Here are our first two posts on the upside to the recession.
Jim Barr & Mary Barr:
Economists say we need recessions to drag markets back to reality, and there's a truth in that for the art world too. There's a possibility now for the weighty art infrastructure (the museums, funding bodies, educational institutions etc) to start being more concerned about how sustainable they are in the long-term rather than how fast they can grow and how much territory they can take. For the past decade and more institutions have used the good times to increase the duration of exhibitions way over their ability to captivate, to build and then build some more, to sideline incisive curation for exhibition design, to sacrifice focus for funding partnerships and move the selection of after-opening restaurants from two stars to five. Maybe a return to home entertaining, faster turnaround of exhibitions and more openess to opportunities and ideas is the way to go. Whatever results, it is unlikely to be what we expected. In the boom that followed the '87 crash we thought we'd been pushed out of the market but it wasn't true then and it won't be true tomorrow. Most serious artists create their work independently of economic fluctuations. OK, the studios may have to be smaller and materials more carefully eked out, but the work goes on.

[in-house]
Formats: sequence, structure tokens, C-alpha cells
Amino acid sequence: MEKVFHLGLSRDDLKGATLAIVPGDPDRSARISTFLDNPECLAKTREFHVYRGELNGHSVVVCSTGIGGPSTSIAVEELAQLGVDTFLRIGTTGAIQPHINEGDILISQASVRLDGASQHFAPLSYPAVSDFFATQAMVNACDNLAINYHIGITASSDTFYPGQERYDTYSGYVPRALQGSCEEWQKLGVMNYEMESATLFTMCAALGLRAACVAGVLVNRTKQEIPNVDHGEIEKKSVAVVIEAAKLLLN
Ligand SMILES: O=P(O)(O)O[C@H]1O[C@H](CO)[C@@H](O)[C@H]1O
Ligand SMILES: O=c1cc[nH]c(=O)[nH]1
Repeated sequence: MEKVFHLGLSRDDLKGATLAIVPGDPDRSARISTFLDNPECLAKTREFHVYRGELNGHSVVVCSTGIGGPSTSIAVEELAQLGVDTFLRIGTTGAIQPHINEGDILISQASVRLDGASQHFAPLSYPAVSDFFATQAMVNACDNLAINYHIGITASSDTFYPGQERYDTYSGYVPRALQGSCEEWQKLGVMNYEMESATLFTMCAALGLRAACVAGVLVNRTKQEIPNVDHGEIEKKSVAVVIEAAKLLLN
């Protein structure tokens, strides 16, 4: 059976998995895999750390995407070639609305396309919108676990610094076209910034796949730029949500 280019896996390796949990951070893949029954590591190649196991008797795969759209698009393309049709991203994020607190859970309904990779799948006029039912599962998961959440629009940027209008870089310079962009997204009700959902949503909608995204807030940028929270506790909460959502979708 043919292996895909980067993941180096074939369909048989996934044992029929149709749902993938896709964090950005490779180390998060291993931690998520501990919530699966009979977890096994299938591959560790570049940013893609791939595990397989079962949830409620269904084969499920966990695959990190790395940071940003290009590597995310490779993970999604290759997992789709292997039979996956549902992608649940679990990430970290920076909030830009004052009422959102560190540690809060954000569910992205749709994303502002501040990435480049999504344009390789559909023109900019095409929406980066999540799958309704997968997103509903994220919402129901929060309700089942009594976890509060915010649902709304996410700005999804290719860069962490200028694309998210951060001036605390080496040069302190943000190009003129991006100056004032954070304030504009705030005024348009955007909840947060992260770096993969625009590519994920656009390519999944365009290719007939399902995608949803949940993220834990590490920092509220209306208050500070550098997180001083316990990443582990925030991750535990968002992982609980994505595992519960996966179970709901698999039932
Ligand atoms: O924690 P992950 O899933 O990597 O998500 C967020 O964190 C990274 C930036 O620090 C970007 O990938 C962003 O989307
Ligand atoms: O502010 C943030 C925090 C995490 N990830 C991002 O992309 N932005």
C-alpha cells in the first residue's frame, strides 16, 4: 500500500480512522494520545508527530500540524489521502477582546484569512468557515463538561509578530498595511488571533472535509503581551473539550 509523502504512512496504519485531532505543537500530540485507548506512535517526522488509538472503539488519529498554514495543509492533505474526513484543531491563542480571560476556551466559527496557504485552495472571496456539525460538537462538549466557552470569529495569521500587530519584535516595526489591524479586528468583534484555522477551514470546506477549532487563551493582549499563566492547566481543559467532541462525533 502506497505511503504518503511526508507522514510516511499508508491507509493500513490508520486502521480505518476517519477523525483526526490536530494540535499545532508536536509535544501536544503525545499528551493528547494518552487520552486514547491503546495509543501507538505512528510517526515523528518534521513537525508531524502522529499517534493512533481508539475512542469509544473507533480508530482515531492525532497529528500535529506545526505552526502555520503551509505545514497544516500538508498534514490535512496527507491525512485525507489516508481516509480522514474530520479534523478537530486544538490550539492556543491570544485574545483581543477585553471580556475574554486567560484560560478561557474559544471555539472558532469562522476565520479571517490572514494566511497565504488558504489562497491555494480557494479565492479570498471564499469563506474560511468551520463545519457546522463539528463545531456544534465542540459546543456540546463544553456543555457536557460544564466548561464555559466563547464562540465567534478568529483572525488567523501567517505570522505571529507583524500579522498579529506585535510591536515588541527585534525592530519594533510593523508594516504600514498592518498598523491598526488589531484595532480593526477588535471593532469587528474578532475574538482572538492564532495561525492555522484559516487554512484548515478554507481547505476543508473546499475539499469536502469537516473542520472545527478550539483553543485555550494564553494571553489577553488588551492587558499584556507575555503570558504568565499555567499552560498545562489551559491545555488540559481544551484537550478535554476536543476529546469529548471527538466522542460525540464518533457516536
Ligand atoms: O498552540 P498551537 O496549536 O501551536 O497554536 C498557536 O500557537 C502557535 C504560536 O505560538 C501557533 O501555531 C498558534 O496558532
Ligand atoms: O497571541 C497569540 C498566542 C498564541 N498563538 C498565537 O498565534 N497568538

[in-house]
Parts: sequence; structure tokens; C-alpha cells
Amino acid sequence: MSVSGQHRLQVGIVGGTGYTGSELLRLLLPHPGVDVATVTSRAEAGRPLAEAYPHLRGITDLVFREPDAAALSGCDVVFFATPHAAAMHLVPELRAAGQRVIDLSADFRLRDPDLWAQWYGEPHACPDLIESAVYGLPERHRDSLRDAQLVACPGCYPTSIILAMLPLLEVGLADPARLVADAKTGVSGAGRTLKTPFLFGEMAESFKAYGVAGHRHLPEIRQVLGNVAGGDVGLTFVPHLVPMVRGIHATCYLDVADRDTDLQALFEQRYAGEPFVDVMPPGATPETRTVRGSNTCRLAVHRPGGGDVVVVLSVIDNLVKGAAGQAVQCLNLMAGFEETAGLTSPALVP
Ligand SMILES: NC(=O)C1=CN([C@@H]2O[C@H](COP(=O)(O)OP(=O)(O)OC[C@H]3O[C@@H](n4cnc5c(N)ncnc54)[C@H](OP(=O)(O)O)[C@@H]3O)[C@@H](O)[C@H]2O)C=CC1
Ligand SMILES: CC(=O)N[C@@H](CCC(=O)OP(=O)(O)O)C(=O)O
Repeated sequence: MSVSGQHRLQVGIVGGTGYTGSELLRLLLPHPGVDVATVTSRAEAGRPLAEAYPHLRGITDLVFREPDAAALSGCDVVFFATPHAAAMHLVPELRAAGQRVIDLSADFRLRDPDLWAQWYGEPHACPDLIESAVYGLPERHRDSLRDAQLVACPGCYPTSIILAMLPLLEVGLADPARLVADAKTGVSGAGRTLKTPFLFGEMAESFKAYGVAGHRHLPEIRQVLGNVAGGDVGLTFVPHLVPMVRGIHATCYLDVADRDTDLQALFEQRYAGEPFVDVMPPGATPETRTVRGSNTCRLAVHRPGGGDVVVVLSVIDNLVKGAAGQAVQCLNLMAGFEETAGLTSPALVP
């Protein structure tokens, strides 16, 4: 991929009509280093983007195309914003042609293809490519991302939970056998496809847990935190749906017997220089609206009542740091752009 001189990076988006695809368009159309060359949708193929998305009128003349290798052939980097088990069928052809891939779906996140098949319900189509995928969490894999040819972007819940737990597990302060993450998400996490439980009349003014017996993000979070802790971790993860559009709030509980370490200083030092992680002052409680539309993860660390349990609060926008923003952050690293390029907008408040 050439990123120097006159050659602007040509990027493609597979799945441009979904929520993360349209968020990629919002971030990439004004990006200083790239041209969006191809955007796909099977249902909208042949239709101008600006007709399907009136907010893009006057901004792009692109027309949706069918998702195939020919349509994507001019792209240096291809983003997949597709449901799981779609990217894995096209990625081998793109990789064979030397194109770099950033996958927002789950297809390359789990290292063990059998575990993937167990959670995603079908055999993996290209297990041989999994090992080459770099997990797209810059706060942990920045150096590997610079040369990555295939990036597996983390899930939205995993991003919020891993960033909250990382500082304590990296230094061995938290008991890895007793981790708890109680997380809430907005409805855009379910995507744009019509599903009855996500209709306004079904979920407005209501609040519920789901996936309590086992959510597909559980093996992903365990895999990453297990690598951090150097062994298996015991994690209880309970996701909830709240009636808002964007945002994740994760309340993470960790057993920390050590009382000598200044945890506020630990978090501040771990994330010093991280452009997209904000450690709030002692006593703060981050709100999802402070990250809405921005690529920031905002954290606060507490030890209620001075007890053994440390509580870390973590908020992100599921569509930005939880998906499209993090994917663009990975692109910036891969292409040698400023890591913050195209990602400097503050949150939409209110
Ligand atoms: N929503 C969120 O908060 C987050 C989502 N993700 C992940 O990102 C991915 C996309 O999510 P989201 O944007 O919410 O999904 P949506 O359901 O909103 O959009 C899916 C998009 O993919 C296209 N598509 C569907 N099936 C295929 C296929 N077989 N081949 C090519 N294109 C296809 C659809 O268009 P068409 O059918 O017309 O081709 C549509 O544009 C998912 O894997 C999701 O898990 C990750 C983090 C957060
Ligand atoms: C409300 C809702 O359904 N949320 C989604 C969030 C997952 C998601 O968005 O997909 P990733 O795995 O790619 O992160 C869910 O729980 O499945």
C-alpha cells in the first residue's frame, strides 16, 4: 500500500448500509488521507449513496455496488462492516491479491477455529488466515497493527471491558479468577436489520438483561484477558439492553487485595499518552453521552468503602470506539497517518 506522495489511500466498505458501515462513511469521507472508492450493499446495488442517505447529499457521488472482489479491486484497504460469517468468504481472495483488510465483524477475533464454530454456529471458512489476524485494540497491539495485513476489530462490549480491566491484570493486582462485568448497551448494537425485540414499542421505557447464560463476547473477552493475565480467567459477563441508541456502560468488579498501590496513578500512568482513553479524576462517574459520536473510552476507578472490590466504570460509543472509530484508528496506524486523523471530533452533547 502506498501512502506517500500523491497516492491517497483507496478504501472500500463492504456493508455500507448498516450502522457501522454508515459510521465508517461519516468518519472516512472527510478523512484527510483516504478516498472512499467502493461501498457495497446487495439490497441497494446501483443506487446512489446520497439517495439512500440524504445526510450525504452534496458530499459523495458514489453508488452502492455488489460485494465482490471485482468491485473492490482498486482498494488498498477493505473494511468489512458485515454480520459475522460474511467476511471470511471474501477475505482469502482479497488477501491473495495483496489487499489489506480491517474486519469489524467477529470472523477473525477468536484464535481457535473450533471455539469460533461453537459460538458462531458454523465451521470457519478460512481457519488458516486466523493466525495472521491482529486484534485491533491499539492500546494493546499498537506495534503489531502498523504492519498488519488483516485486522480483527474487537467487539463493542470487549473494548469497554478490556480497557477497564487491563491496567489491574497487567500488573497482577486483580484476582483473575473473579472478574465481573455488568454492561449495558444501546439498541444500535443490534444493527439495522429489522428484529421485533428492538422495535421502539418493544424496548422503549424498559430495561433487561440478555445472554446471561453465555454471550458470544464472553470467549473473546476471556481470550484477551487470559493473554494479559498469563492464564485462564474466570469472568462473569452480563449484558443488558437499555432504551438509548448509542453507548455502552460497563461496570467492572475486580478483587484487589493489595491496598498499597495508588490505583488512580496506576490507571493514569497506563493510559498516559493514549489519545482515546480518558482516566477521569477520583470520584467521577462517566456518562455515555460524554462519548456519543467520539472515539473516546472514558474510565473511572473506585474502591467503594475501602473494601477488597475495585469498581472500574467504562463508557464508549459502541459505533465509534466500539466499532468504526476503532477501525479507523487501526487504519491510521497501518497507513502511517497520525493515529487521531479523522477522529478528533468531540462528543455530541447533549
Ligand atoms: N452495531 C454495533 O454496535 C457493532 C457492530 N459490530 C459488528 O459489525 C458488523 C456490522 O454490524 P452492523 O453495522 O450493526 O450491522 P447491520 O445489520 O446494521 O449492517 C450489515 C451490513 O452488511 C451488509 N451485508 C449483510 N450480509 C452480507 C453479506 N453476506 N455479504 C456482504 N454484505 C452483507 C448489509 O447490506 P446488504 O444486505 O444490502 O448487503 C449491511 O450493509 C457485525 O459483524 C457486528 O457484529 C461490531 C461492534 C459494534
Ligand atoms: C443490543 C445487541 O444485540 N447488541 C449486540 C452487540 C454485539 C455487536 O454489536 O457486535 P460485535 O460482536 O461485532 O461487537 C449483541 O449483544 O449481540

Jim Barr and Mary Barr are Wellington-based independent curators, writers, collectors and bloggers
2009 the year that:
10. Obama gave more money to the NEA and appointed Knight Landesman's brother Rocco to run it
9. The queue got shorter for an Andreas Gursky
8. The fairs were less frenzied and more friendly
7. There were more thoughtful presentations at fairs and more room for younger galleries
6. Mortgage rates dropped to record lows
5. Construction costs dropped – think gallery building programs
4. There was a spate of great airfare and hotel deals
3. Less lavish sit-down post-opening dinners (one case running to seven figures) in favour of cheaper standup affairs (more fun)
2 We printed a catalogue in Iceland for less than half the price of a year before
1. Donors came out big time to support contemporary galleries and projects – think NZ at Venice.
Gregory Burke is the director of The Power Plant/Contemporary Art Gallery, Toronto, Canada and former director of the Govett-Brewster Art Gallery, New Plymouth, New Zealand